SICB Annual Meeting 2015
January 3-7, 2015
West Palm Beach, FL

Symposium: Neurohormones, Brain and Behavior: A Comparative Approach to Rapid Neuroendocrine Function

Date: January 6, 2015
Room: TBA
Post-symposium social: TBA

Note: If you (student, postdoc or faculty) would like to identify your talk or poster with this symposium, please don’t forget to select it on your abstract submission form under “Complementing Sessions”!

In 1849, when Arnold Berthold noticed castrated cockerels behaved differently, and replacement of their testes into a body cavity restored their normal behavior, the world of behavioral and comparative neuroendocrinology blossomed. We have truly learned volumes about how secreted signals can affect the brain and an impressive range of behaviors. Along the way we have noticed that hormones can also work quickly, in manners tantalizing and inconsistent with our appreciation of neuroendocrine processes. Thus, an enormous gap in our understanding lies not in which hormones mediate specific behaviors, but how mechanisms of hormone provision and response modulate rapid changes in neurophysiology including behavior. This symposium will focus on the study of rapid neuroendocrine function in various taxa and behaviors, uniting scientists who study a broad array of systems and use different, advanced techniques, to study neural changes that influence behaviors. Further, this symposium will take a very integrative approach to what "rapid" neuroendocrine function means, with a unified theme of embarking on new frontiers - what have we learned, where should we go next, how, and why? Because of this, all speakers will contribute a significant amount of their talks to where the field is heading and how their work and emerging technologies will help take us there. Understanding how neuromechanisms can alter the function of specific brain areas as well as the flow of information among areas of the brain will shed light on downstream consequences for sensorimotor integration, behavior, and ultimately evolution.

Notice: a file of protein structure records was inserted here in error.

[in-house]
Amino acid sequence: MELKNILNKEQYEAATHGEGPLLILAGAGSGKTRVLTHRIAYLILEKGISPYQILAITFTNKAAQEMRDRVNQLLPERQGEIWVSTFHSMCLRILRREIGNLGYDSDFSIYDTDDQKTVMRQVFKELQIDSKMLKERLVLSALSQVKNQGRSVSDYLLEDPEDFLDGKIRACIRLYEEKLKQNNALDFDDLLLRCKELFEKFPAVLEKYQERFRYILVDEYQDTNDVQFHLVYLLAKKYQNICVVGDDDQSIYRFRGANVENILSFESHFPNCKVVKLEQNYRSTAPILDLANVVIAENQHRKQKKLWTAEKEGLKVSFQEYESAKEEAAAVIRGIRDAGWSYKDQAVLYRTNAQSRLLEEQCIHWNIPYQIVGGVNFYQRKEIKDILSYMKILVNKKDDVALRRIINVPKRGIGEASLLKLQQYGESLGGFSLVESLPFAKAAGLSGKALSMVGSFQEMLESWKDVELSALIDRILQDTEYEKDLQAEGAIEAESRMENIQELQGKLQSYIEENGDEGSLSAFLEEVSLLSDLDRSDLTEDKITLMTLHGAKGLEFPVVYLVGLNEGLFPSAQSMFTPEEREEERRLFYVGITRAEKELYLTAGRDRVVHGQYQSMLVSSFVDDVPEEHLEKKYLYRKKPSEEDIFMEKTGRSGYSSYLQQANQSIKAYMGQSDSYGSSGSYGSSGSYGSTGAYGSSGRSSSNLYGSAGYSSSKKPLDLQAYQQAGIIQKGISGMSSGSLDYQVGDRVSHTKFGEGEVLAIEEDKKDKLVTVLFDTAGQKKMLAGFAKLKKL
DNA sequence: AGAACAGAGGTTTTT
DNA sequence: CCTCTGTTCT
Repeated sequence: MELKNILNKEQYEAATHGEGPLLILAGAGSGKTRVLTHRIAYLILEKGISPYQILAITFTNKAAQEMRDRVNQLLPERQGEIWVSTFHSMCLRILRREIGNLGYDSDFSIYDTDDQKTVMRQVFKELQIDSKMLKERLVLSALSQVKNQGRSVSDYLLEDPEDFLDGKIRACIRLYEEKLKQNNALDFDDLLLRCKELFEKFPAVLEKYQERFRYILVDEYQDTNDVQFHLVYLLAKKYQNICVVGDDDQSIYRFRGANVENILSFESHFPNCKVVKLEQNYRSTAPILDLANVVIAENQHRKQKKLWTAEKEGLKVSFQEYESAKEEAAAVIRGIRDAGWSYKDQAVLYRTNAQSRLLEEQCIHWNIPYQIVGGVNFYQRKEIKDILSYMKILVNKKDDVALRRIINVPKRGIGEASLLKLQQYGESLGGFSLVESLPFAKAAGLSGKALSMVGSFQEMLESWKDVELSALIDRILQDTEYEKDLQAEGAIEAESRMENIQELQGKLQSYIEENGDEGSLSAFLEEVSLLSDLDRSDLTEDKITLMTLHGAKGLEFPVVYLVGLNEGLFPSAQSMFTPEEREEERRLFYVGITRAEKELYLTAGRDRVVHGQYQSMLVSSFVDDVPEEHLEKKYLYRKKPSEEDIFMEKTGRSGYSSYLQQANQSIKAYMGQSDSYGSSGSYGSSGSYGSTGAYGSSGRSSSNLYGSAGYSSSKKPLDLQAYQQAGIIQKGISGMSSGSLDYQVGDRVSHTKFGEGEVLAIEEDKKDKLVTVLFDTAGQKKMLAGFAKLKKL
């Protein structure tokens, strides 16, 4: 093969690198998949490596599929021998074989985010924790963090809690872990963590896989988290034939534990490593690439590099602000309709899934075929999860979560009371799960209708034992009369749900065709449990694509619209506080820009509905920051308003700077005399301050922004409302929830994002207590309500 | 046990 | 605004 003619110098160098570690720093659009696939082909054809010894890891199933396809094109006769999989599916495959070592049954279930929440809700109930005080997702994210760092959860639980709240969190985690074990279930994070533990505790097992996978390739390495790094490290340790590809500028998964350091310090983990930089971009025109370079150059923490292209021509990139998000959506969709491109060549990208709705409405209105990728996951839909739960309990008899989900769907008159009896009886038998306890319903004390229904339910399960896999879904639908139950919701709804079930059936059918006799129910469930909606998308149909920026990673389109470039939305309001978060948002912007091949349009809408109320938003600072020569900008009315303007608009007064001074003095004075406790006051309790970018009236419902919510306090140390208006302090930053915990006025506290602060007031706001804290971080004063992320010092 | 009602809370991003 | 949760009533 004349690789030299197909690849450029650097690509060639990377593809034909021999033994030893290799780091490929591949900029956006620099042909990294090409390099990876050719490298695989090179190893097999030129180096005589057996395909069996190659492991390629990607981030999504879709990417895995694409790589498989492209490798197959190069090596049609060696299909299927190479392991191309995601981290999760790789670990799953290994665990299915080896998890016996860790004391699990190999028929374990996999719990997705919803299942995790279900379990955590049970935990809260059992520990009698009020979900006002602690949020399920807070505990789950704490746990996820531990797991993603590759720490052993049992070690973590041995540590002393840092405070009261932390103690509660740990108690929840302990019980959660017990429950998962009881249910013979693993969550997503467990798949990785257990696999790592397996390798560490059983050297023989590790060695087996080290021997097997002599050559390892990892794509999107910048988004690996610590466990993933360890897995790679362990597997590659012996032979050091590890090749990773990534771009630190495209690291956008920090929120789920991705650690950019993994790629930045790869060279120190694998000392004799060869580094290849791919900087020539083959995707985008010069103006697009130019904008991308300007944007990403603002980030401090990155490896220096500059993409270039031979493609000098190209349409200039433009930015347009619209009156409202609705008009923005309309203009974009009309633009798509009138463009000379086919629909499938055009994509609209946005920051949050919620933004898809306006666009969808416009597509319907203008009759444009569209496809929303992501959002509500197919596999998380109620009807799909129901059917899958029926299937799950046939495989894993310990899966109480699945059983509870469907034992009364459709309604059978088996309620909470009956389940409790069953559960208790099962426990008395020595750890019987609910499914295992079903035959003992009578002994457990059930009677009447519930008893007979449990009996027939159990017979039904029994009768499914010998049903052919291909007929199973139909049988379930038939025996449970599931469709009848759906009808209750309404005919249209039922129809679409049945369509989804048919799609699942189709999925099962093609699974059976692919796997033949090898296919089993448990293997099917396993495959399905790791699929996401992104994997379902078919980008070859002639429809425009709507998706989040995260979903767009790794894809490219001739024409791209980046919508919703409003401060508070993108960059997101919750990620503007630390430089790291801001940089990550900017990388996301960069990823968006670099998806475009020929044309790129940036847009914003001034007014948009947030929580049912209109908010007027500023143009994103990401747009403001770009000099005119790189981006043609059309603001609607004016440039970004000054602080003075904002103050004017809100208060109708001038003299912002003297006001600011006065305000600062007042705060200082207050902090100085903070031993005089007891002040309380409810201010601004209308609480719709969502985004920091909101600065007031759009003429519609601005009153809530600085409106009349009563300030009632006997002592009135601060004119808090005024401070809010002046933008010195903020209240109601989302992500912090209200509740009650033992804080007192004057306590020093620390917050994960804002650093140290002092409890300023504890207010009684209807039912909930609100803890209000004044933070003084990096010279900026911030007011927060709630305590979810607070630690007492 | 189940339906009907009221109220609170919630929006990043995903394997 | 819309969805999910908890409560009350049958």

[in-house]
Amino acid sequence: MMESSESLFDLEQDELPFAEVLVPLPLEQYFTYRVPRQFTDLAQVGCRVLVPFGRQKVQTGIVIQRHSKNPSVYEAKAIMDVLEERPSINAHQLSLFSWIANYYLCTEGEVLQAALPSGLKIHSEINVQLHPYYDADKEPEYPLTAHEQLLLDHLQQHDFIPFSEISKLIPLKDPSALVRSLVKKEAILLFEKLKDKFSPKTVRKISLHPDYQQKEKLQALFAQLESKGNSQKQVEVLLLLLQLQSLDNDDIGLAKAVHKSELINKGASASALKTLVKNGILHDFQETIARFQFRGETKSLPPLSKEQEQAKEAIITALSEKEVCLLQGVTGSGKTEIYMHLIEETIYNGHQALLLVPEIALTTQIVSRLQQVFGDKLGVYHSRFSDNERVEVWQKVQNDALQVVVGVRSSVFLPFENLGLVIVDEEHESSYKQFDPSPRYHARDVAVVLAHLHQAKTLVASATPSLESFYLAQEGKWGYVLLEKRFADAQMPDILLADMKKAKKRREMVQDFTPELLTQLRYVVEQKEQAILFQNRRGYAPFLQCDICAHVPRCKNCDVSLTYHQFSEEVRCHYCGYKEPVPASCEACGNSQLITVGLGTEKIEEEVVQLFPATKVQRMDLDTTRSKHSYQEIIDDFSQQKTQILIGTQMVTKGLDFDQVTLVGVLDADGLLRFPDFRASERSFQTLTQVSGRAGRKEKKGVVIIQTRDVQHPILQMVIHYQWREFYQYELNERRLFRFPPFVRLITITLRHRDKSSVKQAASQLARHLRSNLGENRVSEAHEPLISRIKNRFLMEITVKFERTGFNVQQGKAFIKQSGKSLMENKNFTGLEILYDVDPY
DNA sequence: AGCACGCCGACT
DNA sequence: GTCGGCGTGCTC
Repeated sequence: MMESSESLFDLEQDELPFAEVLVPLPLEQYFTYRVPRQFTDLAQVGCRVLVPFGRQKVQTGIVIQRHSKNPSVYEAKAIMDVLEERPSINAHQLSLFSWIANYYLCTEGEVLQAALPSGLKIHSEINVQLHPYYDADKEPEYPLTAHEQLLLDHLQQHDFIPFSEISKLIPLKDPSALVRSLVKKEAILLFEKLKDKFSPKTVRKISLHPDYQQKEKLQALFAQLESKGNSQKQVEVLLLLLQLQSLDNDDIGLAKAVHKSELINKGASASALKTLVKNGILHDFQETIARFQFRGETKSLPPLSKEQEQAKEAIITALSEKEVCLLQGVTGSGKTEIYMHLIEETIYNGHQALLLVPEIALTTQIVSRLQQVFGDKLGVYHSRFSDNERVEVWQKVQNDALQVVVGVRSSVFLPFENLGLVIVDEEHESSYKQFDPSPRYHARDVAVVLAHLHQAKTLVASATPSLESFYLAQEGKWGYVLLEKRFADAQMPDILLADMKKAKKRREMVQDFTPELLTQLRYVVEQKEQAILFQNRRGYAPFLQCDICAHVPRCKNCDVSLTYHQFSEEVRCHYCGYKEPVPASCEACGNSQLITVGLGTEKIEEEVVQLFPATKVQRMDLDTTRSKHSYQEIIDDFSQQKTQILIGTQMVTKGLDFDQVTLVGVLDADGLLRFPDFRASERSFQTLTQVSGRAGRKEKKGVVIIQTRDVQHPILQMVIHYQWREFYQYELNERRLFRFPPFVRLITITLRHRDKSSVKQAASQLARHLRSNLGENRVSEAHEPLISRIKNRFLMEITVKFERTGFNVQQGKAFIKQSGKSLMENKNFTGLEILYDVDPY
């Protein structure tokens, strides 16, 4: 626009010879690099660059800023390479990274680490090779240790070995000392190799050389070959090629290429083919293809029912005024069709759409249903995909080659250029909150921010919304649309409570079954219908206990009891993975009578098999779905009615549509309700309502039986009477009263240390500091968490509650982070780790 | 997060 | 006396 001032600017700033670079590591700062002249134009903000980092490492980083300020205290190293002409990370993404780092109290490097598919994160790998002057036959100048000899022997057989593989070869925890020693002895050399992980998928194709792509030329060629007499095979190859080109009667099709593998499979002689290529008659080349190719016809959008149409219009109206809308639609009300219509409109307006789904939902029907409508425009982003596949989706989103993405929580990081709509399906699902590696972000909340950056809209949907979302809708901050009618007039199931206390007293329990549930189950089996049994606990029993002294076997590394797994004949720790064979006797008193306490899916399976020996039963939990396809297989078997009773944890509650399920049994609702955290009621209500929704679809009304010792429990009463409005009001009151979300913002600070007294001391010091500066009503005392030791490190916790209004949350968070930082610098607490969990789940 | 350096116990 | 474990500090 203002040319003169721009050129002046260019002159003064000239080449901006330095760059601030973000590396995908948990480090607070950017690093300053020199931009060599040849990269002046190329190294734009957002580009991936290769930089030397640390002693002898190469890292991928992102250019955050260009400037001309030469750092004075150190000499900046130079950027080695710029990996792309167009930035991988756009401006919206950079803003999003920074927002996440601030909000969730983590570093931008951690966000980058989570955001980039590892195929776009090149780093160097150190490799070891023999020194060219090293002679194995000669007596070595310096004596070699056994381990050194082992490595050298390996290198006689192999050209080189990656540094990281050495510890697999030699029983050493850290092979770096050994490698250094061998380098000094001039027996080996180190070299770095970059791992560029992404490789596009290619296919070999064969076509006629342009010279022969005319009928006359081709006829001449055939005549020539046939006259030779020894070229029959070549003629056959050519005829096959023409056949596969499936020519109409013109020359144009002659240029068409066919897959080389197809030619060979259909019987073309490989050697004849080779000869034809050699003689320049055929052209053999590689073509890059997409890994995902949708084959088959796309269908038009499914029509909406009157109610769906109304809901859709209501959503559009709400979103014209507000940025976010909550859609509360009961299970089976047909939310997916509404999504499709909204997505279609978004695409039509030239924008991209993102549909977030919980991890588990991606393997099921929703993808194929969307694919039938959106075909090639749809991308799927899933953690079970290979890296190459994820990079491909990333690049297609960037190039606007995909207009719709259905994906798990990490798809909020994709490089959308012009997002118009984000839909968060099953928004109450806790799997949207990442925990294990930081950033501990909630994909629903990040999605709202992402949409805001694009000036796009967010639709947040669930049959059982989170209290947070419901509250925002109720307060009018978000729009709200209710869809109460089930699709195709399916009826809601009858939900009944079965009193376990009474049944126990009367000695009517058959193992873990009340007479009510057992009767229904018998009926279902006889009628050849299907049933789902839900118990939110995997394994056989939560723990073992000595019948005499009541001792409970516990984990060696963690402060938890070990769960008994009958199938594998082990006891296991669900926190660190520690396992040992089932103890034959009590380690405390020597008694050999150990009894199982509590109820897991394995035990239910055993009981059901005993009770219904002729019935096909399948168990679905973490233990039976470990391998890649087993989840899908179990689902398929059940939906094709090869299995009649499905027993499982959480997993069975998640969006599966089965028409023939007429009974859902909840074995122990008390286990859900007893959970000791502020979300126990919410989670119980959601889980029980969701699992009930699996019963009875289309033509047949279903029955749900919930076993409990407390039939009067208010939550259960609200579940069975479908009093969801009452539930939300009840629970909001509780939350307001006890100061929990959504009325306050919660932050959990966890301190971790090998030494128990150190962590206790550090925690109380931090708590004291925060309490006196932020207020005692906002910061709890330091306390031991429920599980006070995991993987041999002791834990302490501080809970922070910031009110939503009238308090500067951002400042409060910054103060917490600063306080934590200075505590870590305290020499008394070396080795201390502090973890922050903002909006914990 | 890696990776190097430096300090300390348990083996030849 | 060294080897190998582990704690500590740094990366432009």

Division of Comparative Endocrinology (DCE)

Division of Animal Behavior (DAB)

Division of Comparative Physiology and Biochemistry (DCPB)


Colin Saldanha, Professor of Biology, American U: Buttons and glue: novel forms of estrogen provision

Rebecca Calisi, Assistant Professor of Biology, Barnard College, Columbia University: Reproductive neuroendocrinology


S8.1 Tuesday, Jan. 6, 08:00 SALDANHA, CJ: Buttons and Glue: novel forms of estrogen provision.

S8.2 Tuesday, Jan. 6, 08:30 REMAGE-HEALEY, Luke: An integrative look at acute steroid signaling in the nervous system

S8.3 Tuesday, Jan. 6, 09:00 WOOLLEY, C.S.: Acute Estrogen Actions in the Hippocampus: Implications for Epilepsy

S8.5 Tuesday, Jan. 6, 10:30 DICKENS, Molly J.: Sex, stress, and rapid estradiol changes in the male brain

S8.6 Tuesday, Jan. 6, 11:00 RITERS, LV: Steroid-opioid interactions and rapid changes in the motivation to communicate

S8.7 Tuesday, Jan. 6, 11:30 SOMA, KK: Rapid effects of steroids on the brain and social behavior of songbirds

S8.8 Tuesday, Jan. 6, 13:30 MARUSKA, K.P.: Social transitions cause rapid behavioral and neuroendocrine changes

S8.9 Tuesday, Jan. 6, 14:00 GODWIN, J*; LAMM, MA; LIU, H; GEMMELL, N: The need for speed: Neuroendocrine regulation of socially controlled sex change

S8.10 Tuesday, Jan. 6, 14:30 MANEY, Donna L.*; ZINZOW-KRAMER, Wendy M.: Estrogen Receptor Alpha: A Mediator of Life History Trade-offs?

S8.11 Tuesday, Jan. 6, 15:00 CALISI, RM: Neuroendocrine dynamics of reproductive hormones GnRH-I and GnIH in response to seasonal, social, and rapid changes in behavior